Having a presence in China is very important as it allows the bank to gain the trust of the Chinese citizens and businesses. This will come in handy when businesses in China want to expand to Southeast Asia and they might choose OCBC as their banking partner and advisor.

  • Reversal of Interest Rate

The rise of interest rates has been front and centre for a while now, everytime the Federal Reserve (FED) in the US talks about hiking the interest rates the banks are always “happy”. This is because a rise interest rates mean that banks earn more revenue and profits from its core business of lending money. Over the three year period from 2014 to 2016, the NIM rate remained fairly flat at 1.67%. However, on a quarterly basis at the end of 2015 and the start of 2016, NIM was 1.74%. If the NIM expands, the bank’s core earnings will likely see a strong boost.

The increase in interest rates is also not something unforeseen as the FED has signaled its intention to raise interest rates 3-4 times this year.

4. Key Risks

  • Non-Performing Loans (NPL) on the rise

Between 2015 and 2016, OCBC saw its NPL increase from S$2 billion to S$2.89 billion.  NPL is basically the term the bank uses to report the amount of loans for which repayments from its debtors that are questionable. This means that the bank possibly expects to lose some money in the future if the loans cannot be recovered or repayment was not completed.

One of the main reasons for the huge increase in NPL over the year was due to the slowdown in the Oil & Gas sector that is ongoing. This segment contributed approximately to half of the group’s NPL for the period. It is uncertain when this will recover. It can be a long drawn drag for the OCBC as more of its corporate clients fall into financial hardship.

  • The Rise of Fintech

The other big threat which is facing the bank is FinTech. FinTech is the term used for new financial startups focusing to disrupt the financial industry. This is a fast-growing segment that could potentially take business away from OCBC. Companies like Paypal, Alipay and Tencent are fast becoming the first choice for millennials for their payment needs. These services also allow individuals to store money in these accounts. Alipay for example, even pays an interest on the stored money, much like a bank. As such, services like these could potentially disrupt the banking industry and OCBC in the future.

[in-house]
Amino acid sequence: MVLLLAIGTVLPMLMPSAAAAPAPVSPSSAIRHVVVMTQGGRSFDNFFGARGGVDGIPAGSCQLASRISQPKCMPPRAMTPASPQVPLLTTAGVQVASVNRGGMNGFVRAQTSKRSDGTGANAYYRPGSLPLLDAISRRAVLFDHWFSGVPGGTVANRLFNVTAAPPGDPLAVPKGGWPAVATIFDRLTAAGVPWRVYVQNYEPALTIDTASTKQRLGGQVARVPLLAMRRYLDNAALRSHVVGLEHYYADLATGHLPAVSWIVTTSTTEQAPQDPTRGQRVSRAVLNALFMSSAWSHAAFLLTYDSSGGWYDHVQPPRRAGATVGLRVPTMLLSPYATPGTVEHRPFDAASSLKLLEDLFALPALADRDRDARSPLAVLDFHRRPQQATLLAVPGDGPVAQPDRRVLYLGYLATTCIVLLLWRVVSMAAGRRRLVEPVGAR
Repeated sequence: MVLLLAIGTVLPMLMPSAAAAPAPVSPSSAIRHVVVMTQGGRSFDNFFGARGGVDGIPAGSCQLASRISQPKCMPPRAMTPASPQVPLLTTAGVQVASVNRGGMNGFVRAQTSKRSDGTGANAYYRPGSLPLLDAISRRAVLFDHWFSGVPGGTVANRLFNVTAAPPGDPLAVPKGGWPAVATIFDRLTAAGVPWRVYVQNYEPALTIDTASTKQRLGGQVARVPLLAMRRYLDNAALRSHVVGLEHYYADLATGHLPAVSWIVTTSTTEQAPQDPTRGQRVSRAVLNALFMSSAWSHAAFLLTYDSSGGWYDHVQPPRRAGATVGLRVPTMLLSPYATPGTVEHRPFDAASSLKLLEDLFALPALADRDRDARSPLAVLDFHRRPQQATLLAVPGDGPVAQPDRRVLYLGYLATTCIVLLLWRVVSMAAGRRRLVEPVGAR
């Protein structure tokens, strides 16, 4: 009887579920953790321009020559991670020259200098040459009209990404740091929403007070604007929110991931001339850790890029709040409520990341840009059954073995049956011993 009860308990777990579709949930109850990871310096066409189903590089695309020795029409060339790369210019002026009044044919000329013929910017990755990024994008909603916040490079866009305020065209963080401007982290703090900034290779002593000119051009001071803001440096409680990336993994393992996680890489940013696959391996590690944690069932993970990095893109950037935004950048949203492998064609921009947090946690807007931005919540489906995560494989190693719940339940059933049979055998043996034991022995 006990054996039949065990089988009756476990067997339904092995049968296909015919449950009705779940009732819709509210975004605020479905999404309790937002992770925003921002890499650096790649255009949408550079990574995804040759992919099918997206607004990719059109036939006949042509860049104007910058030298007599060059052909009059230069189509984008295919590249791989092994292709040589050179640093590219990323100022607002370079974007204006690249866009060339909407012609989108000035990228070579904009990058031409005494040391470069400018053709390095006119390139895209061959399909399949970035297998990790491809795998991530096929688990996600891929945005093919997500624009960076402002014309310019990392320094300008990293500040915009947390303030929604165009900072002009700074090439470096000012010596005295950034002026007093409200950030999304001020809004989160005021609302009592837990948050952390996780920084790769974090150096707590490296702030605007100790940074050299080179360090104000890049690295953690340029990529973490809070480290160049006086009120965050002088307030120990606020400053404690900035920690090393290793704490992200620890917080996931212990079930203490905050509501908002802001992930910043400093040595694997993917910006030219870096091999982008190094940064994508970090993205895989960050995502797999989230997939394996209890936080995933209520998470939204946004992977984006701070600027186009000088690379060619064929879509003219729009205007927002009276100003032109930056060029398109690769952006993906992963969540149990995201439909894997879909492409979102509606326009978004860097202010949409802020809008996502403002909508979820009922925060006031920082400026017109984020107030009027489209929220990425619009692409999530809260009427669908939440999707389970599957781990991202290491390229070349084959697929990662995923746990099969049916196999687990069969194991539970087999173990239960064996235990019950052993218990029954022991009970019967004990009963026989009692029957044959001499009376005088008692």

5. Valuation

OCBC currently trades at a price to book (P/B) ratio of 1.2 and has a dividend yield of 3.5%. The P/B ratio is slightly lower than its five-year average of 1.3 while its dividend yield stands at 3.6%.

6. Investor Relations

Investor Relation Material:

For Investor Enquiries

65 Chulia Street #29-08 OCBC Centre

Singapore 049513

7. Top Shareholders (2nd August 2016)

  • Lee Foundation – 19.87%
  • Selat (Pte) Limited– 11.52%

To learn more about how you can start managing your own wealth, subscribe to our monthly Asia-In-Focus Report. We will share with you the system that has helped us in our investments over the past decade. Subscribe today to get a free E-Book from us as well, Our Stock Guide 2017: The top 10 stocks on our watch list today.

Download The Workshop Resources &
Stay Up to date with the stock market with our Newsletter!

You can unsubscribe at any time. Your contact details will be safeguarded

[socialpoll id=”2442151″]

The information provided is for general information purposes only and is not intended to be any investment or financial advice. All views and opinions articulated in the article were expressed in Ketz’s personal capacity. It does not in any way represent those of his employer and other related entities. Ketz does not own any companies mentioned.

There is no ads to display, Please add some

Add a Comment

Your email address will not be published. Required fields are marked *